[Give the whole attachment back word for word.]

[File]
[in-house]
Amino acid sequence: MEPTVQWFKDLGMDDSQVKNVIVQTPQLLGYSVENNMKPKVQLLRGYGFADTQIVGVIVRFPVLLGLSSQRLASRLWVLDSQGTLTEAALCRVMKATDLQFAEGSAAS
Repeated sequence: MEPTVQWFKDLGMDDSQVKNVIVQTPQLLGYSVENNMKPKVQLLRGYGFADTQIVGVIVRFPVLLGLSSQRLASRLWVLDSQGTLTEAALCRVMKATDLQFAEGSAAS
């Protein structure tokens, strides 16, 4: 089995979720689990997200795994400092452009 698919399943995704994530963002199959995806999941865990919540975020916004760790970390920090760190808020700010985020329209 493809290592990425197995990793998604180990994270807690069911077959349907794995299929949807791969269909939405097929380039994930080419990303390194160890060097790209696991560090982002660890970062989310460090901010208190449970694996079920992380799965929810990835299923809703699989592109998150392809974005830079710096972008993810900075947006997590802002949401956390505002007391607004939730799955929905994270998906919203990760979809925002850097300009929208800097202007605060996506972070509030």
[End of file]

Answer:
[in-house]
Amino acid sequence: MEPTVQWFKDLGMDDSQVKNVIVQTPQLLGYSVENNMKPKVQLLRGYGFADTQIVGVIVRFPVLLGLSSQRLASRLWVLDSQGTLTEAALCRVMKATDLQFAEGSAAS
Repeated sequence: MEPTVQWFKDLGMDDSQVKNVIVQTPQLLGYSVENNMKPKVQLLRGYGFADTQIVGVIVRFPVLLGLSSQRLASRLWVLDSQGTLTEAALCRVMKATDLQFAEGSAAS
């Protein structure tokens, strides 16, 4: 089995979720689990997200795994400092452009 698919399943995704994530963002199959995806999941865990919540975020916004760790970390920090760190808020700010985020329209 493809290592990425197995990793998604180990994270807690069911077959349907794995299929949807791969269909939405097929380039994930080419990303390194160890060097790209696991560090982002660890970062989310460090901010208190449970694996079920992380799965929810990835299923809703699989592109998150392809974005830079710096972008993810900075947006997590802002949401956390505002007391607004939730799955929905994270998906919203990760979809925002850097300009929208800097202007605060996506972070509030």